- fortification spectrum
- Also known as fortification figure, fortification of Vauban, geometrical spectrum, herringbone, flittering scotoma, Norman arch, scintillating scotoma, telehopsia, and teichopsia. The introduction of the term fortification spectrum is commonly attributed to the British physician John Fothergill (1712-1780). It is used to denote a * geometric visual hallucination consisting of an extremely bright, sometimes coloured, zigzag line, or 'fortification wall', that may begin near the fovea in one hemifield, and then spread out towards the periphery of the same hemi-field without touching the vertical meridian. This bright zigzag line may have a pulsating, scintillating, flashing, or flickering quality, and it may be followed (or occasionally preceded) by a region of * blindness or negative * scotoma of the same form. The phenomenon has been known and described since ancient times. Some authors credit the German abbess and mystic * Hildegard of Bingen (1098-1180) with providing the first detailed description of the fortification spectrum avant la lettre. A historical description of the fortification spectrum by the British physician and migraineur Hubert Airy (1838-1903) runs as follows. "When it was at its height it seemed like a fortified town with bastions all around it, these bastions being coloured most gorgeously... All the interior of the fortification, so to speak, was boiling and rolling around in a most wonderful manner as if it was some thick liquid all alive." Etiologically, the fortification spectrum is associated primarily with paroxysmal neurological conditions such as migraine with aura, *migraine aura without headache, and epilepsy. Pathophysi-ologically, it is associated primarily with a spread of neural activation (sometimes followed by a neural depression) across a retinotopically organized part of the visual system, notably striate cortex (more specifically, the cortical areas V1 or V3a). The speed of this spreading depressionlike process is estimated as lying between 2 and 3mm/min. The fortification spectrum is commonly classified as a * geometric hallucination. As such, it is believed to come second in a classic series of geometric hallucinations associated with migraine (consisting of *phosphenes, fortification spectra, and intricate, rapidly changing geometrical patterns). When it moves across the visual hemifield, it can also be classified as a * moving scotoma. A relatively rare variant ofthe fortification spectrum is the *bilateral scotoma, which develops symmetrically in both hemifields, and may constitute a central or pericentral sco-toma called a * rainbow spectrum. As noted by the British neurologist Oliver Wolf Sacks (b. 1933), "The existence of such scotomata poses very difficult problems to those who postulate a local, unilateral process as the basis of migraine auras."ReferencesFothergill, J. (1784). The duration of the fortification spectrum in migraine. Medical Observations & Inquiries, 6, 103-137.Levene, J.R. (1975). Sir G. B. Airy, F.R.S. (18011892) and the symptomatology of migraine. Notes and Records ofthe Royal Society of London, 30, 15-23.Sacks, O. (1992). Migraine. Revised and expanded. New York, NY: Vintage Books.Wilkinson, F. (2004). Auras and other hallucinations: Windows on the visual brain. Progress in Brain Research, 144, 305-320.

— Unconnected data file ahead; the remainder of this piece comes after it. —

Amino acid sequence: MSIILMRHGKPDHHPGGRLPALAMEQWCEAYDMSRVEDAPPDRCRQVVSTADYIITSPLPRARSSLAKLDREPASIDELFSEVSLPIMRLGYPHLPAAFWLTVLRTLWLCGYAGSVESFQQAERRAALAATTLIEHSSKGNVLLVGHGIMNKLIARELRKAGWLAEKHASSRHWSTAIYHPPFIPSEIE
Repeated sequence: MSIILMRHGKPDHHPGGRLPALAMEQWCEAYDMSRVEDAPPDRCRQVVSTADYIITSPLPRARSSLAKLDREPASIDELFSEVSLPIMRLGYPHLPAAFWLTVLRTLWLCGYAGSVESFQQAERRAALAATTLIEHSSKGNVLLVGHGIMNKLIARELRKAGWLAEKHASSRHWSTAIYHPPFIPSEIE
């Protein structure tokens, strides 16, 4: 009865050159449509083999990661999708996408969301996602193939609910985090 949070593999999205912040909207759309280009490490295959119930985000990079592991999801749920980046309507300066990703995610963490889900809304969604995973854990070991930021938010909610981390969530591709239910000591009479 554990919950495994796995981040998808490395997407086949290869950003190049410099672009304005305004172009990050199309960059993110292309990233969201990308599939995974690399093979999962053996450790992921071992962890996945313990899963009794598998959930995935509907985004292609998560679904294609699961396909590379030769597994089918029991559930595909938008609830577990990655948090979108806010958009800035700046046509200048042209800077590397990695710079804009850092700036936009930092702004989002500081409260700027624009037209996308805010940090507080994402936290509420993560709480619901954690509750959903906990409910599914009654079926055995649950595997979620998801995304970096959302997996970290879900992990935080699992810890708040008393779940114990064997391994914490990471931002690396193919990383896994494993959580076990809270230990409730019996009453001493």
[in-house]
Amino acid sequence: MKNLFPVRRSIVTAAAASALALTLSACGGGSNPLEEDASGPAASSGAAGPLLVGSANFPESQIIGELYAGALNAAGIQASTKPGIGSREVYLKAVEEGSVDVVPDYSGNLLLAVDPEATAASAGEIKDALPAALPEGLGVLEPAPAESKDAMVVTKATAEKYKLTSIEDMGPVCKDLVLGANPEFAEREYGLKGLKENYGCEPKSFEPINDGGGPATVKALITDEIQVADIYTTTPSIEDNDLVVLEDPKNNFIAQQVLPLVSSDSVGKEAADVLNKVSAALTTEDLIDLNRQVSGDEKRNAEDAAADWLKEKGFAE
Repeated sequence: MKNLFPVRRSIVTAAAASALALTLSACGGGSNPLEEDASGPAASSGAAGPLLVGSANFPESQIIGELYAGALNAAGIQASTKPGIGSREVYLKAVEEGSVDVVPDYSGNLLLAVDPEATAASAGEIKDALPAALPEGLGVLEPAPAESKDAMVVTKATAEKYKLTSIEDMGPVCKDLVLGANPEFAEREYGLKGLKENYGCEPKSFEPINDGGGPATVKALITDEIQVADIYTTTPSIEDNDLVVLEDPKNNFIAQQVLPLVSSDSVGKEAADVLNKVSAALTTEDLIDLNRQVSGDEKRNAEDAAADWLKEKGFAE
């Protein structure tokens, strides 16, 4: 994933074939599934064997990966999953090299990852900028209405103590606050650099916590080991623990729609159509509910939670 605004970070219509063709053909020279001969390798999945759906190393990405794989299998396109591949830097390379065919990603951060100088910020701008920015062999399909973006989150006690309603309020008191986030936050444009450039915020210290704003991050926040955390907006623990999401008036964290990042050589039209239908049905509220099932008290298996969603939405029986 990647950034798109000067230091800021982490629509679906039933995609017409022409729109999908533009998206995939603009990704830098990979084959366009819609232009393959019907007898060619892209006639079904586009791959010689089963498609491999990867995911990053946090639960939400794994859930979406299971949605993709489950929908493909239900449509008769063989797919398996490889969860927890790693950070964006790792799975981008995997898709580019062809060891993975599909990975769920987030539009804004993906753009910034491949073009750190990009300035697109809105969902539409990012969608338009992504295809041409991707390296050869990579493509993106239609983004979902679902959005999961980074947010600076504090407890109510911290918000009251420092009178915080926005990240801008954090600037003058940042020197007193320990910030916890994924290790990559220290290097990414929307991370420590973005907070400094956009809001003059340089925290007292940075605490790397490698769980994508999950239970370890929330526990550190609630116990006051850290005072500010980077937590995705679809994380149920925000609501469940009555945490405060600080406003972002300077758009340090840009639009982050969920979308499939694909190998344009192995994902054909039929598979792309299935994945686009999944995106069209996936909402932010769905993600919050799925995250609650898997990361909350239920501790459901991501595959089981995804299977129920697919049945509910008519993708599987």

Dictionary of Hallucinations. J.D. Blom. 2010.